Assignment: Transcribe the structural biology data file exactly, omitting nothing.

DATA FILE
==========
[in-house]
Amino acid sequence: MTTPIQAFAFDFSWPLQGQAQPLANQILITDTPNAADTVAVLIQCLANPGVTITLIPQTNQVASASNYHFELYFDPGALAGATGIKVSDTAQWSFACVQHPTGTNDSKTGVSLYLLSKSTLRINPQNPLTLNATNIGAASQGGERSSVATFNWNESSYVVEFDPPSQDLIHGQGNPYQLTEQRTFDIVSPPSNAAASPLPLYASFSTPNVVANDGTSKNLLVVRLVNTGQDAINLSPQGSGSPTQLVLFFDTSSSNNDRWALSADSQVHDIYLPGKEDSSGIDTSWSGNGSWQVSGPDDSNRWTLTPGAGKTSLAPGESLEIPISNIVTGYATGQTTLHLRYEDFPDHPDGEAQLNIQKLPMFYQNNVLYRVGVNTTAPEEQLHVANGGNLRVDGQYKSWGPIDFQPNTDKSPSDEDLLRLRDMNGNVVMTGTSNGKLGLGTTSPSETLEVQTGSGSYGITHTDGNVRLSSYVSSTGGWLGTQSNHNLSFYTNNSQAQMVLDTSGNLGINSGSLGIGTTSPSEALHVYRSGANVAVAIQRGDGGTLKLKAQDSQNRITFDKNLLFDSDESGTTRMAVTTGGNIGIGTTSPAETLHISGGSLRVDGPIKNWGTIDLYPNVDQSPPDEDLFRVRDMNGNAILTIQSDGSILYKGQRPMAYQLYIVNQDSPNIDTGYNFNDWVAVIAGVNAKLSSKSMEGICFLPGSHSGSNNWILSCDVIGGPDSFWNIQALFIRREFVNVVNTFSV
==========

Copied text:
[in-house]
Amino acid sequence: MTTPIQAFAFDFSWPLQGQAQPLANQILITDTPNAADTVAVLIQCLANPGVTITLIPQTNQVASASNYHFELYFDPGALAGATGIKVSDTAQWSFACVQHPTGTNDSKTGVSLYLLSKSTLRINPQNPLTLNATNIGAASQGGERSSVATFNWNESSYVVEFDPPSQDLIHGQGNPYQLTEQRTFDIVSPPSNAAASPLPLYASFSTPNVVANDGTSKNLLVVRLVNTGQDAINLSPQGSGSPTQLVLFFDTSSSNNDRWALSADSQVHDIYLPGKEDSSGIDTSWSGNGSWQVSGPDDSNRWTLTPGAGKTSLAPGESLEIPISNIVTGYATGQTTLHLRYEDFPDHPDGEAQLNIQKLPMFYQNNVLYRVGVNTTAPEEQLHVANGGNLRVDGQYKSWGPIDFQPNTDKSPSDEDLLRLRDMNGNVVMTGTSNGKLGLGTTSPSETLEVQTGSGSYGITHTDGNVRLSSYVSSTGGWLGTQSNHNLSFYTNNSQAQMVLDTSGNLGINSGSLGIGTTSPSEALHVYRSGANVAVAIQRGDGGTLKLKAQDSQNRITFDKNLLFDSDESGTTRMAVTTGGNIGIGTTSPAETLHISGGSLRVDGPIKNWGTIDLYPNVDQSPPDEDLFRVRDMNGNAILTIQSDGSILYKGQRPMAYQLYIVNQDSPNIDTGYNFNDWVAVIAGVNAKLSSKSMEGICFLPGSHSGSNNWILSCDVIGGPDSFWNIQALFIRREFVNVVNTFSV